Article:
Marquis Davis was 28 and unvaccinated when he died after contracting coronavirus
The family of a Florida business owner who died of COVID-19 last month used his funeral as a site for testing and administering vaccines to protect people against the disease.
Marquis Davis, who passed away of COVID-19 complications on July 26, was the owner of Davis Flawless Lawns registered in Cocoa, Florida.
Faith Temple Christian Center, the family’s church in Rockledge, Florida, requested that testing and shots be provided at the wake and memorial to spread more awareness about coronavirus, his widow Charnese Davis told ABC News. The family agreed.
“Now we’re seeing things completely shift with this Delta variant. [Marquis] was 28 years old, had the rest of his life in front of him, and because of COVID-19, specifically this delta variant, and he was not vaccinated, his life was cut short,” said Dr. R. Shaun Ferguson, pastor of Faith Temple Christian Center. “Our position as a church is let’s get this cut. Let’s do this. I don’t want to see another person lose their life, period.”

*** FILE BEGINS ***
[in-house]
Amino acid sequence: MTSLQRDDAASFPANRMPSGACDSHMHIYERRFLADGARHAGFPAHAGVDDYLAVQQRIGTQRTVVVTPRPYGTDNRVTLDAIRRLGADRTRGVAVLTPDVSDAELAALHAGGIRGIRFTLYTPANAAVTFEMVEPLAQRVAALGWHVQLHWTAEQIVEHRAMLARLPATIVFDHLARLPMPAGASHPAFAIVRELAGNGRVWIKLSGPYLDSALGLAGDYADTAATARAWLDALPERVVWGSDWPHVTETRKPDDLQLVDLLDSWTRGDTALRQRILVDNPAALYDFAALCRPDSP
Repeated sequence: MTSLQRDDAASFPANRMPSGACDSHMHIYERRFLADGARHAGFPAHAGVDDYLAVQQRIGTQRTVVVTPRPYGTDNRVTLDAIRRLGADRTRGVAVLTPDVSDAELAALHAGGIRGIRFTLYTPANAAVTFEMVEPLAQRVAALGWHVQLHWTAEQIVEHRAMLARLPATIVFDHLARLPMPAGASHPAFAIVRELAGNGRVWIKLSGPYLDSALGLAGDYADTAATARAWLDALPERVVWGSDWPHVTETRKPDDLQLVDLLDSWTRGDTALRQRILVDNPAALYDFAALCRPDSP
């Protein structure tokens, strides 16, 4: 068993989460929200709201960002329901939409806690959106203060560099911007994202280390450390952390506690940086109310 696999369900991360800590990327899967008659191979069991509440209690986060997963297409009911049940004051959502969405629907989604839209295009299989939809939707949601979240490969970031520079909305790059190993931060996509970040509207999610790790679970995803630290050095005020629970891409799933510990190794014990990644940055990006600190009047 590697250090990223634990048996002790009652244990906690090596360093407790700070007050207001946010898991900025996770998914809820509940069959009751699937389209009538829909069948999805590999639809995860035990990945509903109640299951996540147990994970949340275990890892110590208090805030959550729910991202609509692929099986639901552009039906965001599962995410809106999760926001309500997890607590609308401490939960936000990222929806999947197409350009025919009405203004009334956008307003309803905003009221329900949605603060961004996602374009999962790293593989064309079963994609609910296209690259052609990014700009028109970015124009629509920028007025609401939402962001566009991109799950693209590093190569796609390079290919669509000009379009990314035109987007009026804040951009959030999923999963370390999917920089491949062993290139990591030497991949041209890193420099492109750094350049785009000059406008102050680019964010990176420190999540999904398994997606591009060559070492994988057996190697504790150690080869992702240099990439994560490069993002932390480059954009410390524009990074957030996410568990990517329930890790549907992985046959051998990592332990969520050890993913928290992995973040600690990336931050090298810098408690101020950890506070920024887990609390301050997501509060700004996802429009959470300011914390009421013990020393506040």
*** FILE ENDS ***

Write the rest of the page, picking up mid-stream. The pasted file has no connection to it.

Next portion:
Charnese Davis said Marquis Davis was not vaccinated when he contracted COVID-19 and that she noticed him getting sick late last month. After testing positive, he was in quarantine at home when his condition worsened. He was later taken to a hospital where he spent six days on an oxygen machine.
Marquis Davis vowed to get vaccinated if he pulled through, but, sadly, he did not.
“He was so adamant about not getting it, everything we hear about the vaccine wasn’t always perfect … It’s a lot of younger adults my age who don’t want to get it or they think it won’t affect them,” Charnese Davis said to WFTV. “But, it does affect you. This could have been prevented, so let’s get vaccinated so it doesn’t happen to you.”
The wake for Marquis took place Friday and the funeral service took place Saturday. A post stated that vaccinations were to take place at each event at the Faith Temple Christian Center, where shots from Pfizer and Johnson and Johnson were provided.
Anita Stremmel, a spokeswoman of the Brevard County Health Department, told Florida Today that this was the first vaccination event of this kind in the county and praised it, despite its unorthodox execution.
“Yes, it is out of the ordinary, but with the case numbers as high as Brevard is seeing, we need to consider the unusual when it comes to protecting our citizens and providing vaccinations,” Stremmel said.
As of Saturday, Brevard County’s weekly average of positive cases is 550, representing a 78% increase in transmissions in 14 days, as reported by the New York Times.
Only 48% of Brevard County residents of all ages are fully vaccinated.
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